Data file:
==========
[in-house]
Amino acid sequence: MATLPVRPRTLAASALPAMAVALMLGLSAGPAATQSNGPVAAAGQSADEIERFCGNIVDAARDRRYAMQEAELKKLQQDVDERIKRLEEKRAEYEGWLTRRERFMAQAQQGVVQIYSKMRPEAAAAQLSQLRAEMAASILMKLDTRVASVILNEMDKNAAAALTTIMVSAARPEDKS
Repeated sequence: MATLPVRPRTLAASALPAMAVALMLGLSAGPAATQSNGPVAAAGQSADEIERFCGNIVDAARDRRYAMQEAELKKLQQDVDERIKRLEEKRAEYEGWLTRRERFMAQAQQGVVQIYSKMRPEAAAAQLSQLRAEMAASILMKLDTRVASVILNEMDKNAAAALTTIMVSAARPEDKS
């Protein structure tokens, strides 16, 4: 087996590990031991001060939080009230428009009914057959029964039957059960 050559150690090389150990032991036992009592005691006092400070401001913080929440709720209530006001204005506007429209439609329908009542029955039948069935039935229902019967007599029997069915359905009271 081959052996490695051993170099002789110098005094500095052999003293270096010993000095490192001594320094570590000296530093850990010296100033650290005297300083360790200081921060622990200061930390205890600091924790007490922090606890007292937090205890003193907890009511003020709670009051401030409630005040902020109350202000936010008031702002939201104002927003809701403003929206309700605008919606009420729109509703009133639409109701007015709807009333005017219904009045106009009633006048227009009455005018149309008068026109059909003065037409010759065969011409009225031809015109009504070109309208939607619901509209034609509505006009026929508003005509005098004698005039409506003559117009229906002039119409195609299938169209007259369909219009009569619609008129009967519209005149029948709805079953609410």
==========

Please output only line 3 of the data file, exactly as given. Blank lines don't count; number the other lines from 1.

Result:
Repeated sequence: MATLPVRPRTLAASALPAMAVALMLGLSAGPAATQSNGPVAAAGQSADEIERFCGNIVDAARDRRYAMQEAELKKLQQDVDERIKRLEEKRAEYEGWLTRRERFMAQAQQGVVQIYSKMRPEAAAAQLSQLRAEMAASILMKLDTRVASVILNEMDKNAAAALTTIMVSAARPEDKS